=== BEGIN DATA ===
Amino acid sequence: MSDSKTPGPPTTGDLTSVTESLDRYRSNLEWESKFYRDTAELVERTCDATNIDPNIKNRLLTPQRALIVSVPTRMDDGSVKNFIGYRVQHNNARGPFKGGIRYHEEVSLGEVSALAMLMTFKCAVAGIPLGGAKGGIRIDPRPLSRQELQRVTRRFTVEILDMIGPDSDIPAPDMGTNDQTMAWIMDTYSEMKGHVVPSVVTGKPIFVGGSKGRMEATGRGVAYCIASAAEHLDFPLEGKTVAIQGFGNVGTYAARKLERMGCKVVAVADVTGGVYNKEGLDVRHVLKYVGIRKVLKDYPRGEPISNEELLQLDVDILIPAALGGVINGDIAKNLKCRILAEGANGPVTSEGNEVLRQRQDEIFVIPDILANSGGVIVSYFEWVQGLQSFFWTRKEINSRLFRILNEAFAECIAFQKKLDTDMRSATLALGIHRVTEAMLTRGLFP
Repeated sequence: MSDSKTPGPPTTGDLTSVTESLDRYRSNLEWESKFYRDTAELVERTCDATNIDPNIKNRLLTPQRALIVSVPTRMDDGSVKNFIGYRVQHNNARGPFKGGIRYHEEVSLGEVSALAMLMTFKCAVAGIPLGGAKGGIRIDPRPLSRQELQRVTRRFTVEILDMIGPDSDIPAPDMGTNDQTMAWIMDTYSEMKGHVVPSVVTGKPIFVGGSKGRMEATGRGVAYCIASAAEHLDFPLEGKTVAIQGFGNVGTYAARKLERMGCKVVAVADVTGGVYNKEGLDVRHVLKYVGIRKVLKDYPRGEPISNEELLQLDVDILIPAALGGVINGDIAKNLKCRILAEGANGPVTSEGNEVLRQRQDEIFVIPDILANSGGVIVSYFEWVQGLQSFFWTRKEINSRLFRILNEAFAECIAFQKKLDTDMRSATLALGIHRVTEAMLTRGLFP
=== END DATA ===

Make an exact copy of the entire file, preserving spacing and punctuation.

Amino acid sequence: MSDSKTPGPPTTGDLTSVTESLDRYRSNLEWESKFYRDTAELVERTCDATNIDPNIKNRLLTPQRALIVSVPTRMDDGSVKNFIGYRVQHNNARGPFKGGIRYHEEVSLGEVSALAMLMTFKCAVAGIPLGGAKGGIRIDPRPLSRQELQRVTRRFTVEILDMIGPDSDIPAPDMGTNDQTMAWIMDTYSEMKGHVVPSVVTGKPIFVGGSKGRMEATGRGVAYCIASAAEHLDFPLEGKTVAIQGFGNVGTYAARKLERMGCKVVAVADVTGGVYNKEGLDVRHVLKYVGIRKVLKDYPRGEPISNEELLQLDVDILIPAALGGVINGDIAKNLKCRILAEGANGPVTSEGNEVLRQRQDEIFVIPDILANSGGVIVSYFEWVQGLQSFFWTRKEINSRLFRILNEAFAECIAFQKKLDTDMRSATLALGIHRVTEAMLTRGLFP
Repeated sequence: MSDSKTPGPPTTGDLTSVTESLDRYRSNLEWESKFYRDTAELVERTCDATNIDPNIKNRLLTPQRALIVSVPTRMDDGSVKNFIGYRVQHNNARGPFKGGIRYHEEVSLGEVSALAMLMTFKCAVAGIPLGGAKGGIRIDPRPLSRQELQRVTRRFTVEILDMIGPDSDIPAPDMGTNDQTMAWIMDTYSEMKGHVVPSVVTGKPIFVGGSKGRMEATGRGVAYCIASAAEHLDFPLEGKTVAIQGFGNVGTYAARKLERMGCKVVAVADVTGGVYNKEGLDVRHVLKYVGIRKVLKDYPRGEPISNEELLQLDVDILIPAALGGVINGDIAKNLKCRILAEGANGPVTSEGNEVLRQRQDEIFVIPDILANSGGVIVSYFEWVQGLQSFFWTRKEINSRLFRILNEAFAECIAFQKKLDTDMRSATLALGIHRVTEAMLTRGLFP